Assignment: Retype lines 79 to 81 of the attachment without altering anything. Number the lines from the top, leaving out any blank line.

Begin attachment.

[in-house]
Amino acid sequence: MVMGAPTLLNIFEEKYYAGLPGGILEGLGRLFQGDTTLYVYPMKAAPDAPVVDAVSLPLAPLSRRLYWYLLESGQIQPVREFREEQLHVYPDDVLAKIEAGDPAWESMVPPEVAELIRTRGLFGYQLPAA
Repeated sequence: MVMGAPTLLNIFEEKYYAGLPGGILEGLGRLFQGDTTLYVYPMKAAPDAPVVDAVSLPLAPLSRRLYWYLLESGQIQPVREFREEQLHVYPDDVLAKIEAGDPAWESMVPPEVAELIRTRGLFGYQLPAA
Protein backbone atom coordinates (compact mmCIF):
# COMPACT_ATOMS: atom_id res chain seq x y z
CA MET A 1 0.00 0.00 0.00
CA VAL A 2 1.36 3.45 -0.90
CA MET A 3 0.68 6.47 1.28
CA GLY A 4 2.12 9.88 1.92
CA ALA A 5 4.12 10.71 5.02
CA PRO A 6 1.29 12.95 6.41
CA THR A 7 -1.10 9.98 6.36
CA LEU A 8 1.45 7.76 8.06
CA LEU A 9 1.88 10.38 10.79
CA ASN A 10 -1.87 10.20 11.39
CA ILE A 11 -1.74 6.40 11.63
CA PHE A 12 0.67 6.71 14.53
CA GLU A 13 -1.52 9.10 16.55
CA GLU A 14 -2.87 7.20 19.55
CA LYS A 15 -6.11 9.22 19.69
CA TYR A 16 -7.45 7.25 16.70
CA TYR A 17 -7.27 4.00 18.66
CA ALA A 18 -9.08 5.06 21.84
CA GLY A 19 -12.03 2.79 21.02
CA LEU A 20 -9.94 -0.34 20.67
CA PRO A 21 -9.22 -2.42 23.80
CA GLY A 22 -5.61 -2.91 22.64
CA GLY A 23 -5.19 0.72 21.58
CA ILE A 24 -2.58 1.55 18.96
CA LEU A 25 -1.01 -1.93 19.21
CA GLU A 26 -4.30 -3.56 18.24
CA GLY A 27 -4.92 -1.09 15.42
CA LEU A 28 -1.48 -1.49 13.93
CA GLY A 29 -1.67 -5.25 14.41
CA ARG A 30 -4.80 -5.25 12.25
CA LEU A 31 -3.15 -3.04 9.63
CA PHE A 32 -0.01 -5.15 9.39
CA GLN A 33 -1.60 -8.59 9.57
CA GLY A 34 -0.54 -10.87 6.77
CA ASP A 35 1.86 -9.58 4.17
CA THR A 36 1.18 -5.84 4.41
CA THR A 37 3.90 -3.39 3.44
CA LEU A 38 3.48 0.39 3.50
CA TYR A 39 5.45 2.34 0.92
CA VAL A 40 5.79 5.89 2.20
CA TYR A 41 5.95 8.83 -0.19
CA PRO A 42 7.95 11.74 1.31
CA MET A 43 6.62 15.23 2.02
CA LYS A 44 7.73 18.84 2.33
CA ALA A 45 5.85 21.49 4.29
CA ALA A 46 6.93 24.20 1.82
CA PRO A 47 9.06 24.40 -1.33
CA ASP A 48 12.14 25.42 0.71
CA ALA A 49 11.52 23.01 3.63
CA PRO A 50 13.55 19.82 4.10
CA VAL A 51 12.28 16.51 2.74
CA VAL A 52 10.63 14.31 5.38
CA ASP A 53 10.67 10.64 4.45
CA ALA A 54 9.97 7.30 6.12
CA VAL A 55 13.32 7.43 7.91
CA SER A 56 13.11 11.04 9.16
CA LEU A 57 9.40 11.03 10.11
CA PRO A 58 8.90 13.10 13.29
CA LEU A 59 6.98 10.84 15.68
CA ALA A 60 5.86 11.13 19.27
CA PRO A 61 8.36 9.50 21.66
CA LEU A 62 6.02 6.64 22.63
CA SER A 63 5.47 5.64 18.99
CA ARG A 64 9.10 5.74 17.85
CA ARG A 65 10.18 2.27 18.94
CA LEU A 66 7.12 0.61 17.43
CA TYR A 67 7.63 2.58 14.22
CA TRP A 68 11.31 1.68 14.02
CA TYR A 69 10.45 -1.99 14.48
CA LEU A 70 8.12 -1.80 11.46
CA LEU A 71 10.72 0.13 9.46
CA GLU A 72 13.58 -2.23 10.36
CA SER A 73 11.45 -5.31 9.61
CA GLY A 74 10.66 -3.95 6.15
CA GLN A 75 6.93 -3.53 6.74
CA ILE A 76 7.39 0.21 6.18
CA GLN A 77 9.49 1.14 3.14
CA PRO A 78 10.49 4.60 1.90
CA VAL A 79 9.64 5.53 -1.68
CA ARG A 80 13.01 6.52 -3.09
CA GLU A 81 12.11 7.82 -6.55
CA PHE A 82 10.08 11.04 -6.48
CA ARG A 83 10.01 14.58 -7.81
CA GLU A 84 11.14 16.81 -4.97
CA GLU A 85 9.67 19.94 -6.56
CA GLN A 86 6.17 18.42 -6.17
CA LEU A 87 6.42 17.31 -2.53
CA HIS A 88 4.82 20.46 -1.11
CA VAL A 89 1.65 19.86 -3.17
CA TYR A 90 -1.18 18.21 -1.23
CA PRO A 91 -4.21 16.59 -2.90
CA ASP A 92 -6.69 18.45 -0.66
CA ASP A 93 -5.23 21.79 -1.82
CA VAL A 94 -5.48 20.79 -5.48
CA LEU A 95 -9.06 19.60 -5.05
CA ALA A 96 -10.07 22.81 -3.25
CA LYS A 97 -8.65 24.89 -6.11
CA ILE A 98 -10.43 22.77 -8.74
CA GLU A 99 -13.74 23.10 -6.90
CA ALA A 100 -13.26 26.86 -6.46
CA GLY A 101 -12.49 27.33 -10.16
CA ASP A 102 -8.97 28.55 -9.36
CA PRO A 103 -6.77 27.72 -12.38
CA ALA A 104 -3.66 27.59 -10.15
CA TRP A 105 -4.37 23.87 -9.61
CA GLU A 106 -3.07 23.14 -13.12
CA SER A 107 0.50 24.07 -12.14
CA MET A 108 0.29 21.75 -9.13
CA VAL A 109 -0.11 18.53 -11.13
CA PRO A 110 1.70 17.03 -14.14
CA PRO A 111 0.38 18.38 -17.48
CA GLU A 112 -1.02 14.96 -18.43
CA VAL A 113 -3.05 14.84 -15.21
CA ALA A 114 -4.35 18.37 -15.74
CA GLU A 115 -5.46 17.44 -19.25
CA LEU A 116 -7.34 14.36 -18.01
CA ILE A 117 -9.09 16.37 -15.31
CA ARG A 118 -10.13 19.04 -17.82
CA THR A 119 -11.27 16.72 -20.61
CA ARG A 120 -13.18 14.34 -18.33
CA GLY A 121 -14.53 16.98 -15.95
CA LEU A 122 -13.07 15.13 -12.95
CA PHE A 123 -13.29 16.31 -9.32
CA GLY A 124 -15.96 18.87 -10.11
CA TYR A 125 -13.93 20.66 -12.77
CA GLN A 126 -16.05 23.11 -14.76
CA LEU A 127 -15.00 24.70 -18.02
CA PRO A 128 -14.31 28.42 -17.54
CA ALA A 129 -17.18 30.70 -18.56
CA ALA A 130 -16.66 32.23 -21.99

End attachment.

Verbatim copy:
CA GLY A 74 10.66 -3.95 6.15
CA GLN A 75 6.93 -3.53 6.74
CA ILE A 76 7.39 0.21 6.18